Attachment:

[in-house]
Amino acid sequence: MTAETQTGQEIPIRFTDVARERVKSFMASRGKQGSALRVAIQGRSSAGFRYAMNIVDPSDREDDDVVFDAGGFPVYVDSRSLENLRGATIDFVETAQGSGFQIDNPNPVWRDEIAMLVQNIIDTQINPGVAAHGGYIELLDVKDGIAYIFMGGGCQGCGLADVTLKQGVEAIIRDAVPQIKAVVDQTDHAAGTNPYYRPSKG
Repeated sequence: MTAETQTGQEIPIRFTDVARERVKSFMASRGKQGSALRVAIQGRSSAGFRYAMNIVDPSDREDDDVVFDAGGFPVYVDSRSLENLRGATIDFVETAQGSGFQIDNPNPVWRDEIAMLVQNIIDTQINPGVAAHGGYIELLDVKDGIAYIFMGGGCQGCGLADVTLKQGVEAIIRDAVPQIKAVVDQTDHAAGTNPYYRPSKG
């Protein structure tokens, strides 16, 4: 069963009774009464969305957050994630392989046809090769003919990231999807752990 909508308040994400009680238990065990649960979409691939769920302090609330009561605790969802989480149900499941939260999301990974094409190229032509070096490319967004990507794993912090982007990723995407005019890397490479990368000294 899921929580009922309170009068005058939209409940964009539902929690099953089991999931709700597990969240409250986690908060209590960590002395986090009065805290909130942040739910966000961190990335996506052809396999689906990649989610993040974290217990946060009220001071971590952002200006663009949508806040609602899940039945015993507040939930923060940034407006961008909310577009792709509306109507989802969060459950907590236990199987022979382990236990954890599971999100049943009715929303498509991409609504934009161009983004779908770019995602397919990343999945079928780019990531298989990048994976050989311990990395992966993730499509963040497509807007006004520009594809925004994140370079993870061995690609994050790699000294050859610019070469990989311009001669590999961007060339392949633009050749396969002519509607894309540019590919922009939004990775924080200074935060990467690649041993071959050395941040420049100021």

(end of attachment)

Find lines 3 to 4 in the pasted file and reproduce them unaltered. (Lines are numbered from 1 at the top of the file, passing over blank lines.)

Repeated sequence: MTAETQTGQEIPIRFTDVARERVKSFMASRGKQGSALRVAIQGRSSAGFRYAMNIVDPSDREDDDVVFDAGGFPVYVDSRSLENLRGATIDFVETAQGSGFQIDNPNPVWRDEIAMLVQNIIDTQINPGVAAHGGYIELLDVKDGIAYIFMGGGCQGCGLADVTLKQGVEAIIRDAVPQIKAVVDQTDHAAGTNPYYRPSKG
């Protein structure tokens, strides 16, 4: 069963009774009464969305957050994630392989046809090769003919990231999807752990 909508308040994400009680238990065990649960979409691939769920302090609330009561605790969802989480149900499941939260999301990974094409190229032509070096490319967004990507794993912090982007990723995407005019890397490479990368000294 899921929580009922309170009068005058939209409940964009539902929690099953089991999931709700597990969240409250986690908060209590960590002395986090009065805290909130942040739910966000961190990335996506052809396999689906990649989610993040974290217990946060009220001071971590952002200006663009949508806040609602899940039945015993507040939930923060940034407006961008909310577009792709509306109507989802969060459950907590236990199987022979382990236990954890599971999100049943009715929303498509991409609504934009161009983004779908770019995602397919990343999945079928780019990531298989990048994976050989311990990395992966993730499509963040497509807007006004520009594809925004994140370079993870061995690609994050790699000294050859610019070469990989311009001669590999961007060339392949633009050749396969002519509607894309540019590919922009939004990775924080200074935060990467690649041993071959050395941040420049100021």